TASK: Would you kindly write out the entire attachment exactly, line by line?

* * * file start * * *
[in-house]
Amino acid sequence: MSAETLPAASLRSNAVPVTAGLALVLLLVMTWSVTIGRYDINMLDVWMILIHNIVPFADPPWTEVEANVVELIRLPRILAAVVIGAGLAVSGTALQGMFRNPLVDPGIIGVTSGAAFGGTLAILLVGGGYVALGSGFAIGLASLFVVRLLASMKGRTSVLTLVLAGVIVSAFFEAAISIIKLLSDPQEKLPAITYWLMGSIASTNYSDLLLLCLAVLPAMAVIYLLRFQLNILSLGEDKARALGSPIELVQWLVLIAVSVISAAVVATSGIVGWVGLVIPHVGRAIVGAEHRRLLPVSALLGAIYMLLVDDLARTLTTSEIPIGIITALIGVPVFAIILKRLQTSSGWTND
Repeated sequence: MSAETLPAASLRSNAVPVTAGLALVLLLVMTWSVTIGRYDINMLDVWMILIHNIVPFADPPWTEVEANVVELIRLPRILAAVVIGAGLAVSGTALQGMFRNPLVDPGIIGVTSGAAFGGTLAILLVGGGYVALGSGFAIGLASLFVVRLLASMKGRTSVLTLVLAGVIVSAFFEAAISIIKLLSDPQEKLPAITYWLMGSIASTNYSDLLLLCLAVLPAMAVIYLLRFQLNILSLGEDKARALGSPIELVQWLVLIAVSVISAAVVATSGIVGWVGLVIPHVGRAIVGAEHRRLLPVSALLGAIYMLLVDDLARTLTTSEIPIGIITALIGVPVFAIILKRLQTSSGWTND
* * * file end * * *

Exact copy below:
[in-house]
Amino acid sequence: MSAETLPAASLRSNAVPVTAGLALVLLLVMTWSVTIGRYDINMLDVWMILIHNIVPFADPPWTEVEANVVELIRLPRILAAVVIGAGLAVSGTALQGMFRNPLVDPGIIGVTSGAAFGGTLAILLVGGGYVALGSGFAIGLASLFVVRLLASMKGRTSVLTLVLAGVIVSAFFEAAISIIKLLSDPQEKLPAITYWLMGSIASTNYSDLLLLCLAVLPAMAVIYLLRFQLNILSLGEDKARALGSPIELVQWLVLIAVSVISAAVVATSGIVGWVGLVIPHVGRAIVGAEHRRLLPVSALLGAIYMLLVDDLARTLTTSEIPIGIITALIGVPVFAIILKRLQTSSGWTND
Repeated sequence: MSAETLPAASLRSNAVPVTAGLALVLLLVMTWSVTIGRYDINMLDVWMILIHNIVPFADPPWTEVEANVVELIRLPRILAAVVIGAGLAVSGTALQGMFRNPLVDPGIIGVTSGAAFGGTLAILLVGGGYVALGSGFAIGLASLFVVRLLASMKGRTSVLTLVLAGVIVSAFFEAAISIIKLLSDPQEKLPAITYWLMGSIASTNYSDLLLLCLAVLPAMAVIYLLRFQLNILSLGEDKARALGSPIELVQWLVLIAVSVISAAVVATSGIVGWVGLVIPHVGRAIVGAEHRRLLPVSALLGAIYMLLVDDLARTLTTSEIPIGIITALIGVPVFAIILKRLQTSSGWTND